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Originally published Tuesday, March 2, 2010 at 2:55 PM

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US questions Jamaica's reliability in drug fight

Jamaica's reluctance to hand over an alleged crime boss is straining relations with the United States, which is questioning the Caribbean nation's reliability as an ally against drug trafficking.

Associated Press Writer

SAN JUAN, Puerto Rico —

Jamaica's reluctance to hand over an alleged crime boss is straining relations with the United States, which is questioning the Caribbean nation's reliability as an ally against drug trafficking.

The two governments have been negotiating over Christopher "Dudus" Coke since the U.S. requested his extradition in August to face arms and drug trafficking charges in New York. The U.S. Justice Department calls him one of the world's most dangerous drug kingpins.

In a report Monday, the State Department suggested corruption could be holding up the extradition request. It noted Coke has ties to the governing Jamaica Labor Party and essentially controls the barricaded Tivoli Gardens neighborhood in west Kingston, the home constituency of Prime Minister Bruce Golding.

The International Narcotics Control Strategy Report said the handling of the request has "called into question Kingston's commitment to law enforcement cooperation with the U.S."

Golding said Tuesday that the extradition request has been held up by concerns over how some evidence against Coke was obtained. In particular, he contended that intercepted communications were handled in violation of Jamaican law. While island officials raised this issue in several meetings, the U.S. has yet to present adequate evidence, he said.

Under questioning from opposition lawmakers, Golding said that unless the U.S. presents other evidence, his government will not sign off on the extradition request.

"If I have to pay a political price for it, then I will," he said.

The standoff has highlighted the lingering affiliations between criminal gangs and Jamaica's two major political parties, which rely on "community dons" to produce votes during elections.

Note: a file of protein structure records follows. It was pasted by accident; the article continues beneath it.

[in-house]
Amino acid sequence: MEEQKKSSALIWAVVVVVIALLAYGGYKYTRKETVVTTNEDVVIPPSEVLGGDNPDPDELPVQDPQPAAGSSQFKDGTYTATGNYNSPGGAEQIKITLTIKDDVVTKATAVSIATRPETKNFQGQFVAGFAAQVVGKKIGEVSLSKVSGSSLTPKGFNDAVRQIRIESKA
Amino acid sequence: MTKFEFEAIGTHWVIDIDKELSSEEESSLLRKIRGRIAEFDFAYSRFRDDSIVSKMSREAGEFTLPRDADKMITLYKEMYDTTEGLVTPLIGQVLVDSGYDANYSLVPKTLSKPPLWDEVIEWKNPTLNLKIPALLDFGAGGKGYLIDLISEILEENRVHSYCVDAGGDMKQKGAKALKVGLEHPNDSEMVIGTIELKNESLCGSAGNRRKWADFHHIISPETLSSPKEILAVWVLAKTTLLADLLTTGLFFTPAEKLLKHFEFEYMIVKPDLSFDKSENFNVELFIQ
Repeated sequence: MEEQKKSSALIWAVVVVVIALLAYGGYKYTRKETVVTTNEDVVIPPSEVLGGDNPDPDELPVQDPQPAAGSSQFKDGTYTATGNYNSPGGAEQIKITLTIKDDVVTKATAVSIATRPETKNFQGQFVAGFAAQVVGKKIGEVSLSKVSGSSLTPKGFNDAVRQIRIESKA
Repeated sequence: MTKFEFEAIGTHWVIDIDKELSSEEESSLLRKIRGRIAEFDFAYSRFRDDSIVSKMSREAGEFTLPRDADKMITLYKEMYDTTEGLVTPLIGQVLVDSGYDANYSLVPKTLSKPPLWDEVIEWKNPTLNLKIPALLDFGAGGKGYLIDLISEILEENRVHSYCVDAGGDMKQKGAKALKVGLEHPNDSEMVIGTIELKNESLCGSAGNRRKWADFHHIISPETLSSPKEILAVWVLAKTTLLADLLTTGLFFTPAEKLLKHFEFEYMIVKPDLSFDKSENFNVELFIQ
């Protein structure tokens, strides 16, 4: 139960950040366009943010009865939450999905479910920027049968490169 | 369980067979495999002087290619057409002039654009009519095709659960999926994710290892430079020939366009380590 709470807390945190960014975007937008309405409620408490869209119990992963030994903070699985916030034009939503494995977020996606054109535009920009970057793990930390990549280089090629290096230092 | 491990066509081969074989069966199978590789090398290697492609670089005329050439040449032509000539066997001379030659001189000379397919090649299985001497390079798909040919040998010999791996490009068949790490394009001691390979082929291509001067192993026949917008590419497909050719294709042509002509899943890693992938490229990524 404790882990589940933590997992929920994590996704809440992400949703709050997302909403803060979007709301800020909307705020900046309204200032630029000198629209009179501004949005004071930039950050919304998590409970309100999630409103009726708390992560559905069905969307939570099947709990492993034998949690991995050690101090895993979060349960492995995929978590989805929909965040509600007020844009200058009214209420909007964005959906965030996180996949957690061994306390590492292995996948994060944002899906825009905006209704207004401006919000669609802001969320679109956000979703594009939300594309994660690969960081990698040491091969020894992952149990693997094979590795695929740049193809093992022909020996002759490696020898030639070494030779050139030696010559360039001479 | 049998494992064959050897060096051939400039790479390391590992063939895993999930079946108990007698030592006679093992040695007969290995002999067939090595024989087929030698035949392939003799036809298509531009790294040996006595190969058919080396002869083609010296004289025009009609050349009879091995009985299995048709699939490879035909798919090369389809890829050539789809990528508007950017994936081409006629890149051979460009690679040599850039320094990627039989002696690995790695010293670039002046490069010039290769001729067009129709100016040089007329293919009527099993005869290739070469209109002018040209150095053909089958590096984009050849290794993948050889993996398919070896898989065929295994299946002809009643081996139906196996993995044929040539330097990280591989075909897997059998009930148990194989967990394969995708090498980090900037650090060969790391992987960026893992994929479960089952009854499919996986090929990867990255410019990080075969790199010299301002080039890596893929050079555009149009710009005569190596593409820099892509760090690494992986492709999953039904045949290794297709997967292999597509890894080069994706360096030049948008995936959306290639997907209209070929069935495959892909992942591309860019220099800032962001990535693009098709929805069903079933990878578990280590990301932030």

The State Department report, which names Jamaica a major transit point for South American cocaine, says the influence of gangs hinders the island's own anti-drug efforts. While police have successfully dismantled some organized crime groups, they have been unable to focus on some masterminds, the report says.

"This is due to the fact that these leaders are afforded community and, in some cases, police and political protection," the report says.

With the American government's frustration clearly growing, some observers say there are signs Washington has begun to retaliate.

David Rowe, a Jamaican-born lawyer in Fort Lauderdale, Florida, said signs of the deteriorating relationship include the fact that the U.S. has not filled the vacant ambassador's position in Kingston and reports that U.S. visas belonging to top officials from the governing party have been canceled.

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"Jamaica doesn't have any options. They receive a lot of bilateral aid. Many Jamaicans have American visas," he said. "How could one extradition be worth the Jamaica-U.S. relationship?"

A spokeswoman for the U.S. Embassy in Kingston, Patricia Attkisson, said she could not comment on claims regarding retaliation. She said negotiations on the extradition request are continuing.

Embassy representatives were not available later Tuesday to discuss Golding's characterization of the case evidence. But the State Department report charges that Jamaica has made unfounded allegations questioning U.S. compliance with island law.

Coke, 40, the alleged leader of the Shower Posse gang, faces federal charges in New York City of conspiracy to distribute cocaine and marijuana and conspiracy to illegally traffic in firearms. The charges carry a maximum sentence of life in prison.

U.S. authorities allege that under Coke's leadership, Shower Posse members have sold marijuana and crack cocaine in the New York area and elsewhere and funneled profits back to him.

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Associated Press Writer Howard Campbell in Kingston, Jamaica, contributed to this report.

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